How to Install and Configure a Ghost Blog with Apache and forever in a Debian Jessie DigitalOcean Droplet

How to Install and Configure a Ghost Blog with Apache and forever in a Debian Jessie DigitalOcean Droplet


Ghost is a simple yet powerful open source blogging platform that runs on JavaScript through the Node.js runtime. In this guide, we will install Ghost, run it with forever and use Apache as a reverse-proxy for production environment.


In order to complete the steps in this guide, you will need to have the following:

  • A Debian Jessie server: You may want to see this guide in creating your first Debian Jessie droplet in DigitalOcean.
  • A non-root user with sudo privileges: You can set this up by following the Debian 8 initial server setup guide.

Step 1 — Installing Apache

We'll install Apache to use it as a reverse-proxy for our blog.
First, we must first update the apt package index:

sudo apt-get update

To install Apache web server:

sudo apt-get install apache2

Step 2 — Installing Node.js

To run Ghost, we'll need install Node.js, the foundation for our Ghost platform.
First, install some prerequisites:

curl -sL | sudo -E bash -

Then install nodejs:

sudo apt-get install nodejs

Finally, we'll install build-essential to compile and install native addons from npm:

sudo apt-get install build-essential

Step 3 — Installing Ghost

First, you will need to pick a path in your file-system where you want to install Ghost.
Assuming you have selected /var/www/, let's change-dir into it:

cd /var/www/
Note: Do not forget to replce /var/www/ to your desired path.

Next, we'll download the latest version of Ghost:

sudo wget

To extract the downloaded zip file, we'll install unzip:

sudo apt-get install unzip

Finally, we'll extract the download to a directory named "ghost", remove the downloaded file and cd into the directory:

sudo unzip -d ./ghost/ && rm && cd ghost

Step 4 — Configuring Ghost

Now that Ghost has been installed, we'll need to configure it.
First, install SQLite3 via npm from source:

sudo npm install sqlite3 --build-from-source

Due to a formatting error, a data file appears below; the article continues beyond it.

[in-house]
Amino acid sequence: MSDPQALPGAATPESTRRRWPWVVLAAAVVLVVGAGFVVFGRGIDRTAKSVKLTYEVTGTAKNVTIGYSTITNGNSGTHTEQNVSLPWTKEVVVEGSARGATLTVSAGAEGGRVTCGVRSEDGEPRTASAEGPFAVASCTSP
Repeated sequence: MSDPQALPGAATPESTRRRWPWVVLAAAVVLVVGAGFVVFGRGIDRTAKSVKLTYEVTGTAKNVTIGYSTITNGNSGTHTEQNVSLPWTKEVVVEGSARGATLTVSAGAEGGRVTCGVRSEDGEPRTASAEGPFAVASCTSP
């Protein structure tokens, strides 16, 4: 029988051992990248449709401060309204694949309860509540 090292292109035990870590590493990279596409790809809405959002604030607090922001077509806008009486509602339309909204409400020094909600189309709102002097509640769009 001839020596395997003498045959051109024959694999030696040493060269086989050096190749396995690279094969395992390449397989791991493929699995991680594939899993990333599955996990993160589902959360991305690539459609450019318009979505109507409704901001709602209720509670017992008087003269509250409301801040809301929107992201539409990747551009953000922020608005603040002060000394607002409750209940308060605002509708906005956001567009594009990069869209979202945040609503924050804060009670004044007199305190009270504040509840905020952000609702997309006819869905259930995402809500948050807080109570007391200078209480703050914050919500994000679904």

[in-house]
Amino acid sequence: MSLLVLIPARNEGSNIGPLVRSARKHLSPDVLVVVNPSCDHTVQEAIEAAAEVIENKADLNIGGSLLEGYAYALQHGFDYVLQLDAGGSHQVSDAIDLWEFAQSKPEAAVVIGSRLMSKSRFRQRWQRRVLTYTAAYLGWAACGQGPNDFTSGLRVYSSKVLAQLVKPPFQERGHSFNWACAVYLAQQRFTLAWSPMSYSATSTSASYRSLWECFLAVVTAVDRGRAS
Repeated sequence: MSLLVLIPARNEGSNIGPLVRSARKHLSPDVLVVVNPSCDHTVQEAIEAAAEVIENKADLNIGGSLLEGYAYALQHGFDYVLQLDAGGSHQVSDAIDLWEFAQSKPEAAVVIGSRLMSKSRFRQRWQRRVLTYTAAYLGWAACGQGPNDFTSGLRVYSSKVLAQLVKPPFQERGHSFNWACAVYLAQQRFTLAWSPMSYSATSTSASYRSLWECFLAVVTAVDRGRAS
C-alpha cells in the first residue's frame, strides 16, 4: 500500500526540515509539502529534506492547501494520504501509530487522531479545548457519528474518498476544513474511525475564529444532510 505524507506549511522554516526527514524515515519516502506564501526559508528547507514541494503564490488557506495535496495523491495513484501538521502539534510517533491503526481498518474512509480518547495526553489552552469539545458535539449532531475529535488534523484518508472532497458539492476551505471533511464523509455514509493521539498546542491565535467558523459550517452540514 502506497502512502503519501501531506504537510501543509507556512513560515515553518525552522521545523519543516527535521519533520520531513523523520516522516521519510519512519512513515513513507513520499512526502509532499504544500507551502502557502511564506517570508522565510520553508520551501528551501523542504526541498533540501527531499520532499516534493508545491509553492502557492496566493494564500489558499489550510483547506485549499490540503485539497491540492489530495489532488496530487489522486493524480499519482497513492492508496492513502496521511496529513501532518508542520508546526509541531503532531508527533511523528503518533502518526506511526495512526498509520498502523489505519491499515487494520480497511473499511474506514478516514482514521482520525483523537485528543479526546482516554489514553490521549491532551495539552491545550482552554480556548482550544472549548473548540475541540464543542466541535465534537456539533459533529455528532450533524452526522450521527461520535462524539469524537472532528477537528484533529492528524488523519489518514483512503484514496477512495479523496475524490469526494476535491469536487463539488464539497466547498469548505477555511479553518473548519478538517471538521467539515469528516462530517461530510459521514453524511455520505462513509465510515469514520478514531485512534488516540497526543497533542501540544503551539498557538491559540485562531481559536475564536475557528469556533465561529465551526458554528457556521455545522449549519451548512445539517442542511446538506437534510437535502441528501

Next, we'll integrate it to the Ghost platform:

sudo npm install --production
Note: Please be patient. Installing may take up to 5 minutes.

Then, we'll create and edit the config.js file with nano to suit our set-up

sudo cp config.example.js config.js && nano config.js
Note: Change the "url" directive to your domain or public IP in the "production" code block. Don't include the trailing-slash.
Tip: You may also want to check this doc to configure email settings for your Ghost blog.

If you're done editing the config.js, press crtl+x and y to save your changes.

Finally, to test our set-up, start ghost blog:

sudo npm start --production

You should see something like this:


This set-up should be fine, unless you plan to close your terminal window or end your SSH session. In which case your blog will shut down along with it. To solve this problem, we'll run Ghost with forever.

To stop Ghost blog, press ctrl+c.

Step 5 — Installing forever

To install forever:

sudo npm install -g forever

To start Ghost with forever:

sudo NODE_ENV=production forever start --sourceDir /var/www/ghost index.js

To stop Ghost with forever:

Note: Don't forget to change "/var/www/" to your chosen path.

Step 6 — Configuring Apache as Reverse-proxy for Ghost

To configure Apache as a reverse-proxy for Ghost, refer to the code block below.

Info: We don't need to explicitly declare a "DocumentRoot" because we're going to forward all traffics to the Node.js server anyway.
<VirtualHost *:80>

	ServerName ""

	ProxyPreserveHost On
	ProxyPass /
	ProxyPassReverse /
	ErrorLog ${APACHE_LOG_DIR}/error.log
	CustomLog ${APACHE_LOG_DIR}/access.log combined

Note: Don't forget to change the ServerName directive to your own domain or public IP.


In this guide, we have shown you how to install and configure Ghost as a blogging platform, how to run it with forever and how to reverse-proxy it with Apache for production use.